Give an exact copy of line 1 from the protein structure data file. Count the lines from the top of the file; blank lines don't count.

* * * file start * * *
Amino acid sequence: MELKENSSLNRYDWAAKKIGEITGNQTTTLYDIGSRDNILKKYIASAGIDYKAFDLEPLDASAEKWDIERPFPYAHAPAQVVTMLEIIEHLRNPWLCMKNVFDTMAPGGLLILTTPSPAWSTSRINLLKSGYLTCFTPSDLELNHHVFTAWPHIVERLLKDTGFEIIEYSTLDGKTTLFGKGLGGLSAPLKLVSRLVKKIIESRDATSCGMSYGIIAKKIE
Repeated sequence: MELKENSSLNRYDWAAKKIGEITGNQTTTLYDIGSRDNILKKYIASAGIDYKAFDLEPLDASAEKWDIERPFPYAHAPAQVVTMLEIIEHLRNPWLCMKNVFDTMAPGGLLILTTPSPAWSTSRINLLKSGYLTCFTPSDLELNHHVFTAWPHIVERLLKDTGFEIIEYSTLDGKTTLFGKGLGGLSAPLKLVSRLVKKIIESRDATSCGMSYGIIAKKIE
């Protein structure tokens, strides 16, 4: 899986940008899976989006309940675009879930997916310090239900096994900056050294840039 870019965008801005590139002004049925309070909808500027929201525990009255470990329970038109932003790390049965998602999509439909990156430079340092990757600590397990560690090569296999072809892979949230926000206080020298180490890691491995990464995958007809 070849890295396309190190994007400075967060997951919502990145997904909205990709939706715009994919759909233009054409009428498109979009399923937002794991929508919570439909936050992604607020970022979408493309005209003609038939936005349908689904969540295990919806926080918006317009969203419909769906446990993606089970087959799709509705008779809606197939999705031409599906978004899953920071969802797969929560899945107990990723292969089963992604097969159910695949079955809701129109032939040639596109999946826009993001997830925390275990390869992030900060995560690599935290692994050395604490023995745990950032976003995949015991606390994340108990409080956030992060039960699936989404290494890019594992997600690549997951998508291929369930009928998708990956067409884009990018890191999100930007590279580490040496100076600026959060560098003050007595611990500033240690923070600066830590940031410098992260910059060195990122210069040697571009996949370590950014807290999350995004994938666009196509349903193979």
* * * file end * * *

Amino acid sequence: MELKENSSLNRYDWAAKKIGEITGNQTTTLYDIGSRDNILKKYIASAGIDYKAFDLEPLDASAEKWDIERPFPYAHAPAQVVTMLEIIEHLRNPWLCMKNVFDTMAPGGLLILTTPSPAWSTSRINLLKSGYLTCFTPSDLELNHHVFTAWPHIVERLLKDTGFEIIEYSTLDGKTTLFGKGLGGLSAPLKLVSRLVKKIIESRDATSCGMSYGIIAKKIE